Boffins devise early-warning bot spotter

Conficker's Achilles Heel

Got Tips? 16 Reg comments

Researchers have devised a way to easily detect internet names generated by so-called domain-fluxing botnets, a method that could provide a first-alarm system of sorts that alerts admins of infections on their networks.

Botnets including Conficker, Kraken and Torpig use domain fluxing to make it harder for security researchers to disrupt command and control channels. Malware instructs infected machines to report to dozens, or even tens of thousands, of algorithmically generated domains each day to find out if new instructions or updates are available. The botnet operators need to own only a few of the addresses in order to stay in control of the zombies. White hats effectively must own all of them.

It's a clever architecture, but it has an Achilles Heel: The botnet-generated domain names – which include names such as joftvvtvmx.org, ejfjyd.mooo.com, and mnkzof.dyndns.org – exhibit tell-tale signs they were picked by an algorithm rather than a human being. By analyzing DNS, or domain name system, traffic on a network, the method can quickly pinpoint and disrupt infections.

“In this regards, our proposed methodology can point to the presence of bots within a network and the network administrator can disconnect bots from their C&C server by filtering out DNS queries to such algorithmically generated domain names,” the researchers wrote in a paper that was presented this week at the ACM Internet Measurement Conference in Australia.

The method uses techniques from signal detection theory and statistical learning to detect domain names generated from a variety of algorithms, including those based on pseudo-random strings, dictionary-based words, and words that are pronounceable but not in any dictionary. It has a 100-percent detection rate with no false positives when 500 domains are generated per top-level domain. When 50 domains are mapped to the same TLD, the 100-percent detection rate remains, but false positives jump to 15 percent.

The technique was developed by Sandeep Yadav, Ashwath K.K. Reddy, and A.L. Narasimha Reddy of Texas A&M's Electrical and Computer Engineering department, and Supranamaya Ranjan of Sunnyvale, California-based Narus. A PDF of their paper is here. ®

Sponsored: Webcast: Ransomware has gone nuclear

SUBSCRIBE TO OUR WEEKLY TECH NEWSLETTER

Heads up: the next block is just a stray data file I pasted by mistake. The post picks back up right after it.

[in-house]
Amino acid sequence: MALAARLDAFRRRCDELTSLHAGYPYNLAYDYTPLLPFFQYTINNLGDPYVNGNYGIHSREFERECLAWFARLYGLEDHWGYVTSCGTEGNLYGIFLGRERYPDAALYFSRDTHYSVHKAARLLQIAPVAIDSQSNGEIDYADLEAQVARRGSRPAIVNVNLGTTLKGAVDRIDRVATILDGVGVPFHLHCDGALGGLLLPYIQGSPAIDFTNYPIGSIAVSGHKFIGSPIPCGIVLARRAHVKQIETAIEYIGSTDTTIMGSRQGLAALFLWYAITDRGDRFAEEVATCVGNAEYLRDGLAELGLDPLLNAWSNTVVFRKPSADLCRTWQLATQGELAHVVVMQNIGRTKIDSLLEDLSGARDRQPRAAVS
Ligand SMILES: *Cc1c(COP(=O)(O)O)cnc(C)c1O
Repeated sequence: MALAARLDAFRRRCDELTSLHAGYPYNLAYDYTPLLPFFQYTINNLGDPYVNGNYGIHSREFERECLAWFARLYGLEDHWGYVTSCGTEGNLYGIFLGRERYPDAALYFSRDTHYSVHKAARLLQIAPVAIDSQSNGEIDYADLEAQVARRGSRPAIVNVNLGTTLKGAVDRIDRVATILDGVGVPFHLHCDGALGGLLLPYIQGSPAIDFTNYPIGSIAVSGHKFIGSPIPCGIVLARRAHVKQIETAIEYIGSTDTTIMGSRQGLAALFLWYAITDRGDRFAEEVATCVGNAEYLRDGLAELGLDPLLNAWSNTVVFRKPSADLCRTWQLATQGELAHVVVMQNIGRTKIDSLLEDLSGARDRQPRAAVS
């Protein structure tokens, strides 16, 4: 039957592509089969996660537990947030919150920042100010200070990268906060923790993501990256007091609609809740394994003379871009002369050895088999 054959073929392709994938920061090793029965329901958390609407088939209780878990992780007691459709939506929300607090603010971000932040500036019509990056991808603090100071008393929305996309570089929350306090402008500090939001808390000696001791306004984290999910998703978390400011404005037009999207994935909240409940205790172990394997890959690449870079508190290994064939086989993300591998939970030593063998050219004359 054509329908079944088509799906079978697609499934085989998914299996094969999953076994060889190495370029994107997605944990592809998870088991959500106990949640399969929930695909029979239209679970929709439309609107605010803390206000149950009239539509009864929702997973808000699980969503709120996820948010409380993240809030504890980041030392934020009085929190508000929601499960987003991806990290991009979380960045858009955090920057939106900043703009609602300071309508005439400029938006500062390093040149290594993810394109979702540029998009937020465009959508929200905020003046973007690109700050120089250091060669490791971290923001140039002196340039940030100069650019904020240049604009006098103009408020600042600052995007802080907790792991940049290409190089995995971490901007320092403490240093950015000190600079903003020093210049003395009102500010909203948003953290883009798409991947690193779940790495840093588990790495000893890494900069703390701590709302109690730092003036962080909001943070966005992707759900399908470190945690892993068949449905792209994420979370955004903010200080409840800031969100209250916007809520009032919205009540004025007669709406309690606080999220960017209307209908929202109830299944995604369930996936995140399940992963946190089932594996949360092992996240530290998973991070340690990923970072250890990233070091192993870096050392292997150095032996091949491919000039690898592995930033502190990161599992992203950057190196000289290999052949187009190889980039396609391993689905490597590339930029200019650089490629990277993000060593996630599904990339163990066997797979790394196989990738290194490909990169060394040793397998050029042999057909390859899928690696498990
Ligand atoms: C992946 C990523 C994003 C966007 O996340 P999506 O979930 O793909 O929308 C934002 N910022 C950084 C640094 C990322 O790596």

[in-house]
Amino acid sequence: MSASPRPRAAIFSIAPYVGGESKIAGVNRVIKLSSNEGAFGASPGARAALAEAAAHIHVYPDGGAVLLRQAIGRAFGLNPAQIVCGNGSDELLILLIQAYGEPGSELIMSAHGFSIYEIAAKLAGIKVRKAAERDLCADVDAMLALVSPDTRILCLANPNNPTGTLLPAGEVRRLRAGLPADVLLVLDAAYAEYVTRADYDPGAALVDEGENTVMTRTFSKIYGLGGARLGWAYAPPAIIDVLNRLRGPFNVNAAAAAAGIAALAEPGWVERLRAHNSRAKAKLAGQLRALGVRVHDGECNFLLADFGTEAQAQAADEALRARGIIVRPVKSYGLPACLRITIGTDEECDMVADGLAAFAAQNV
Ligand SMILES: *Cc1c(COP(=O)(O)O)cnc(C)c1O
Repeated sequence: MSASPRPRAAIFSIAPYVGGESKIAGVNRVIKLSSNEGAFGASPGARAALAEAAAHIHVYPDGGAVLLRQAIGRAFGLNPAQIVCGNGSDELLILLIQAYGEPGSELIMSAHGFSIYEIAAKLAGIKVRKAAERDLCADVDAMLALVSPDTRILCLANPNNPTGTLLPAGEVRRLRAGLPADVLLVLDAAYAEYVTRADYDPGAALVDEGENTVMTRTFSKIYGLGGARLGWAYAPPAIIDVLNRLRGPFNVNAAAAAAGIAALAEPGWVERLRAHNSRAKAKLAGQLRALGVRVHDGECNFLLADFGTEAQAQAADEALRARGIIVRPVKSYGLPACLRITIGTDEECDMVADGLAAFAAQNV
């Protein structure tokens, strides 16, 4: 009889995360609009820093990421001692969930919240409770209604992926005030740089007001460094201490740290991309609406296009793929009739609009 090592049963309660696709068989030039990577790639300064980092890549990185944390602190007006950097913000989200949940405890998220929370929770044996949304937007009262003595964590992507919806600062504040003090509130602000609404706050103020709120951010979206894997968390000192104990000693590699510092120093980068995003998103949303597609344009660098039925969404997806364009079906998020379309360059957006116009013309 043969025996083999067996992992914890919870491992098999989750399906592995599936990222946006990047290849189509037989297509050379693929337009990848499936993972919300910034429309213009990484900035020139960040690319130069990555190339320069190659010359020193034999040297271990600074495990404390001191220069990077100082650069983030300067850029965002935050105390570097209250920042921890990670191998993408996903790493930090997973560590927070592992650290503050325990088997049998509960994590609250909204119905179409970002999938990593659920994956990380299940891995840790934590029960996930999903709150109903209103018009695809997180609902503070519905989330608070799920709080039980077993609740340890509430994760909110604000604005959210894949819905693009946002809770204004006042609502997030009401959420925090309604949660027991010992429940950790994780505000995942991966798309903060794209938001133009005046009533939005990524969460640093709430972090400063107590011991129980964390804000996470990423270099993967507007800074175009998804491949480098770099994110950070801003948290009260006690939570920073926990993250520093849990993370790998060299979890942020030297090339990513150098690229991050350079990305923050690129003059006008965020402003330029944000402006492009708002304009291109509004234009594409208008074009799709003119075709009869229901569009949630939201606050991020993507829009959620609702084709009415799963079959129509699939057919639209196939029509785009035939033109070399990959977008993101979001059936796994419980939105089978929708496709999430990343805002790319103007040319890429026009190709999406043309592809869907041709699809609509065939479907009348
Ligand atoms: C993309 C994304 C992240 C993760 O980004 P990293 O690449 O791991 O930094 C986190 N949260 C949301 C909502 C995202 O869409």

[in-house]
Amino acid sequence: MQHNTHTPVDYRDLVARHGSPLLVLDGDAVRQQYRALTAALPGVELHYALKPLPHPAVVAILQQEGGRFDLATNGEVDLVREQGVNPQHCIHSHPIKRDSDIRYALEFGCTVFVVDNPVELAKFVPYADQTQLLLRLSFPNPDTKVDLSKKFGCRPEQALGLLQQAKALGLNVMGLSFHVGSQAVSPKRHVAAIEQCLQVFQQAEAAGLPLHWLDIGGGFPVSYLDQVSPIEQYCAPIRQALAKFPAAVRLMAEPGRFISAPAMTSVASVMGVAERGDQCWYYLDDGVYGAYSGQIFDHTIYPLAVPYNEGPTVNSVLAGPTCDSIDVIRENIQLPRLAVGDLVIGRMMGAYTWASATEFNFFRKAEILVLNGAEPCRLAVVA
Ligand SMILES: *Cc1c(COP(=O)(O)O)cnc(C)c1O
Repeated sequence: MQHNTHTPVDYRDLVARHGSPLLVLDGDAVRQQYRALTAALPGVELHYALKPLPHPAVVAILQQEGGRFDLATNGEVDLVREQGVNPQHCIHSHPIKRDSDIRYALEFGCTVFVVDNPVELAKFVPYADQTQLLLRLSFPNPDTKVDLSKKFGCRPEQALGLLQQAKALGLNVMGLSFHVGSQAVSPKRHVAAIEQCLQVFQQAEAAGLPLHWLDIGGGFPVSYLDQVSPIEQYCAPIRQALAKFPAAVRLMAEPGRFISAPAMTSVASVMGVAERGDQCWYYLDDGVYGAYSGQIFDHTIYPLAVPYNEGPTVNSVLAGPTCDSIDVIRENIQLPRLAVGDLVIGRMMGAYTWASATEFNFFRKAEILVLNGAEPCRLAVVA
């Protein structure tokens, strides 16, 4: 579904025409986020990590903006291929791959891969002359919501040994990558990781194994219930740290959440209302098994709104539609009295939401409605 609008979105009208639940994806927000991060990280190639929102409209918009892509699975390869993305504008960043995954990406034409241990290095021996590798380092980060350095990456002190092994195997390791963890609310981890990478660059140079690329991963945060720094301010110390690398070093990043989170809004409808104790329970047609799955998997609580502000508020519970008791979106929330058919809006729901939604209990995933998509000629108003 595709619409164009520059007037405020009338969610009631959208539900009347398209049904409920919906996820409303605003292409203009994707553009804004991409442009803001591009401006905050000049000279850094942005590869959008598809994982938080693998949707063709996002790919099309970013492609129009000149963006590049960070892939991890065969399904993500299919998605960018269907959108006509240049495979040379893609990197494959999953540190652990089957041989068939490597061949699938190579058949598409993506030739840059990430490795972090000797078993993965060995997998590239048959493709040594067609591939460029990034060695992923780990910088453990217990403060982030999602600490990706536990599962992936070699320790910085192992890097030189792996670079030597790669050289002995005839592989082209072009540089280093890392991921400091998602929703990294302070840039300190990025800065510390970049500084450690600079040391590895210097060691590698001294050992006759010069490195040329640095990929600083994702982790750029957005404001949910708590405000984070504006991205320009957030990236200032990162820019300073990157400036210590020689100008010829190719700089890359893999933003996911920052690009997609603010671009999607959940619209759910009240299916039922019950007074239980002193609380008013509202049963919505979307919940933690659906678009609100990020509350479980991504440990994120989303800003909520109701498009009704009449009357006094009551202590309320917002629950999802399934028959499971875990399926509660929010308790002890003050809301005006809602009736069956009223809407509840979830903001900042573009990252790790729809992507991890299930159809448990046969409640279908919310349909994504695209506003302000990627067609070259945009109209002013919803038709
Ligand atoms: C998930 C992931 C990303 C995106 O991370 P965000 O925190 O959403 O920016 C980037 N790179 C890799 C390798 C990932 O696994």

Keep Reading

What's inside the mystery box?

Linksys forces password reset for Smart Wi-Fi accounts after router DNS hack pointed users at COVID-19 malware

Firm blames successful cred-stuffing attack for customer pwnage
Three Canadians in an office discussing maple syrup reserves

Canada's .ca overlord rolls out free privacy-protecting DNS-over-HTTPS service for folks in Great White North

L’ACEI lance le Bouclier canadien dans le but de protéger gratuitement la vie privée et la sécurité des Canadiens en ligne
Hand emerges from wave - help

DNS this week stands for Drowning Needed Services: Design flaw in name server system can be exploited to flood machines offline

Microsoft, BIND, Google, Cloudflare, Amazon, others fix up software or offer workarounds
In memoriam

RIP Dyn Dynamic DNS :'( Oracle to end Dyn-asty by axing freshly gobbled services, shoving customers into its cloud

Meanwhile, staff face cuts – and doesnotexist.com may not exist by next year
Firefox logo

Firefox now defaults to DNS-over-HTTPS for US netizens and some are dischuffed about this

Good for privacy – or an alarming move towards further internet centralisation?
An illustration of two young people looking over a fence at the internet, with the word 'censored' on the fence

Cloudflare family-friendly DNS service flubs first filtering foray: Vital LGBTQ, sex-ed sites blocked 'by mistake'

Updated For a biz that prides itself on not censoring the internet, it sure likes censoring the internet
DNS

Cloudflare is over the moon because its pro-privacy 1.1.1.1 DNS service got a clean bill of health from everyone's favorite auditor – KPMG

Proved for all sites, proved for all sites, there is nothing else we can do
annoyed at receiving spam email

Baby, I swear it's déjà vu: TalkTalk customers unable to opt out of ISP's ad-jacking DNS – just like six years ago

Updated Have you tried turning it off and on again? Yes!

Biting the hand that feeds IT © 1998–2020